ALBUM REVIEW: “Diamonds & Death” VHS or Beta
The latest from VHS or Beta, upon repeat listens Diamonds & Death gets better. Subtle interplay between snyth, guitars, and effects peek through familiar fields of electronic beats and repetitious keys. On new listens, initial similarities to gay disco house start to fade, as small moments emerge. But really, is this seriously the best compliment I can come up with for an album I’ve been waiting four years to hear?
On “Alive” the band brazenly wore their Cure badge on their sleeves, or Daft Punk iron-on patch playing “Forever”. In brief moments here, like on “All Summer in A Day” or “Diamonds and Death“ I question if they are sportin’ a Cher pin too. Okay, they never crank the vocoder up to Cher levels, but please believe that much of this album wouldn’t be out of place throbbing in a club with go-go boys gyrating in briefs ‘n boots. Then again, this is territory Daft Punk often bounce to as well.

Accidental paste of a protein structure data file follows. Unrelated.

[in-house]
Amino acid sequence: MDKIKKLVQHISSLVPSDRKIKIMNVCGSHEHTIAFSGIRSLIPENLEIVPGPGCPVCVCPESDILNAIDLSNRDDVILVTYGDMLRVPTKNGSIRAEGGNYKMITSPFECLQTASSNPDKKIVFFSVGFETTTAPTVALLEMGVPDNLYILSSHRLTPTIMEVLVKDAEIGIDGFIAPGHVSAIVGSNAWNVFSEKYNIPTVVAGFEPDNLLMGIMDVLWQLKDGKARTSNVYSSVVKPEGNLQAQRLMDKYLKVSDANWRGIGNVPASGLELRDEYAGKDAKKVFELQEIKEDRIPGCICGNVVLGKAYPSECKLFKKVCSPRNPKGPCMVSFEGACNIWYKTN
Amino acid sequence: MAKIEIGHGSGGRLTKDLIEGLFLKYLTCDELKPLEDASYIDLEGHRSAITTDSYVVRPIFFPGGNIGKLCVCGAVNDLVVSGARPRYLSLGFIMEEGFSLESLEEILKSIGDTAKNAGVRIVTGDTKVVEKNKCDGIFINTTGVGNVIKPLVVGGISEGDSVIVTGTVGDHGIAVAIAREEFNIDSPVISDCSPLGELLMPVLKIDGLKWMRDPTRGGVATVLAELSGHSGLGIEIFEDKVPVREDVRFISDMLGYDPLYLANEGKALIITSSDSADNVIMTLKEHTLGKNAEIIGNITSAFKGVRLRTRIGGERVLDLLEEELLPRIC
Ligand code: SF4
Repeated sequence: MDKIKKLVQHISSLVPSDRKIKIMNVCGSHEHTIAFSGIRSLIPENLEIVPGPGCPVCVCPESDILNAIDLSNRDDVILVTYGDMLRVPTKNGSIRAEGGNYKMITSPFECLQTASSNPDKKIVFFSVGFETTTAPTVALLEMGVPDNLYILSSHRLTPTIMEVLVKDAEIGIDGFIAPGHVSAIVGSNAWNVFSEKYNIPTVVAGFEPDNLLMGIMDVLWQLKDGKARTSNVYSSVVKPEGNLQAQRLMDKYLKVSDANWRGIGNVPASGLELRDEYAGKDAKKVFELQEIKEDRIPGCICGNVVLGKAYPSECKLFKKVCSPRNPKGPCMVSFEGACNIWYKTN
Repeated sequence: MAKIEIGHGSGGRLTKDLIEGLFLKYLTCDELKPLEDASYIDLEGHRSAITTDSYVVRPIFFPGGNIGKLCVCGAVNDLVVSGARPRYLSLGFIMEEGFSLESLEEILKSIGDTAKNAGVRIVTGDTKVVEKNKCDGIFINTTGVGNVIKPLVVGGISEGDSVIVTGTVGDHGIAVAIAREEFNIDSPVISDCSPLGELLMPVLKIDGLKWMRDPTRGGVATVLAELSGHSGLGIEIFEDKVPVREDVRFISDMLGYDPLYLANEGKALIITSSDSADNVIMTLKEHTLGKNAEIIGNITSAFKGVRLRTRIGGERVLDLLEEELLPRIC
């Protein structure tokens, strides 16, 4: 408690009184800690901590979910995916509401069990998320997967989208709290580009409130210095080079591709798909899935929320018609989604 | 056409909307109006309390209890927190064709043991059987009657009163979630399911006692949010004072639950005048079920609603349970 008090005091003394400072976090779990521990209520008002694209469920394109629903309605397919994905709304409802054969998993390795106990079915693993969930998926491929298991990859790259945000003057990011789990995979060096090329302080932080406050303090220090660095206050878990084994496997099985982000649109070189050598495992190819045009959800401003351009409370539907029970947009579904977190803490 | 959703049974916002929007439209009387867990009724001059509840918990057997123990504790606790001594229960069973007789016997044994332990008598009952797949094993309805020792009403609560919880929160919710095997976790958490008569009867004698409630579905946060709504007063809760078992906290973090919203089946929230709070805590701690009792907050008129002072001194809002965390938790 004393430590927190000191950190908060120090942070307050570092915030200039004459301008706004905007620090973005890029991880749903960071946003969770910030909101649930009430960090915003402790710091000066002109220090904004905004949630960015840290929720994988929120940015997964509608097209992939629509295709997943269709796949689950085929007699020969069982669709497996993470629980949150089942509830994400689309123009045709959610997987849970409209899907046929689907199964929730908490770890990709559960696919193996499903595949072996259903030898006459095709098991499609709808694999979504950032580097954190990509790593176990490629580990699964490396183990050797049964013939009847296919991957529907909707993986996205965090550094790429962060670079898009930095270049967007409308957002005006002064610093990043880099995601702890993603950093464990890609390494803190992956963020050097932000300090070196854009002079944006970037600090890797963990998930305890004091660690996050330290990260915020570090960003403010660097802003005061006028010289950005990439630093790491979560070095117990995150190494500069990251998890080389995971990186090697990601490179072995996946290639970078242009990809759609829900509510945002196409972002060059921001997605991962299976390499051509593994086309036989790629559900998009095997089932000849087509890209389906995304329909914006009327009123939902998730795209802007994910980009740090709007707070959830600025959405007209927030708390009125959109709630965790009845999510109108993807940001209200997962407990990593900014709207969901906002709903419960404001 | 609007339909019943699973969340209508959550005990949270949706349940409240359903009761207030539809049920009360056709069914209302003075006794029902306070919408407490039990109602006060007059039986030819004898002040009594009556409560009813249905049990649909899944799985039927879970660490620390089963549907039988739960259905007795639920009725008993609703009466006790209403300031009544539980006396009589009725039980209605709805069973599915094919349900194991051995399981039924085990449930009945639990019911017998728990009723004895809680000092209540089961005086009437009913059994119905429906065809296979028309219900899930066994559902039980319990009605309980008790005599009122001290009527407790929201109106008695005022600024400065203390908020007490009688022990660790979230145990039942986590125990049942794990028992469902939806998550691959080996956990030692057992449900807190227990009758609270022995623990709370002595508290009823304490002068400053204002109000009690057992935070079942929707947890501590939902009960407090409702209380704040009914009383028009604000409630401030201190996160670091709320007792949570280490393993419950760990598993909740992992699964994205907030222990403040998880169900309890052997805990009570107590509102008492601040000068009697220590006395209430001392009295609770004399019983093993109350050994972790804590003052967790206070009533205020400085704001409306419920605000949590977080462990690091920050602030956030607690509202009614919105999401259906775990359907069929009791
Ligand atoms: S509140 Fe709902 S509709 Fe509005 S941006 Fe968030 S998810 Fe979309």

The album is less renewed-wave guitar pop and more smooth hazy house. A soft glitter binds these songs into a more cohesive whole than previous albums. There might not be standout driving or anthemic singles propelling you to the dance-floor, but a few moments eventually pull you into their dreamy bliss. The intriguing twists and pulsating rhythms of “Jellybean” encapsulate where they have gone and make you wonder where they might go next.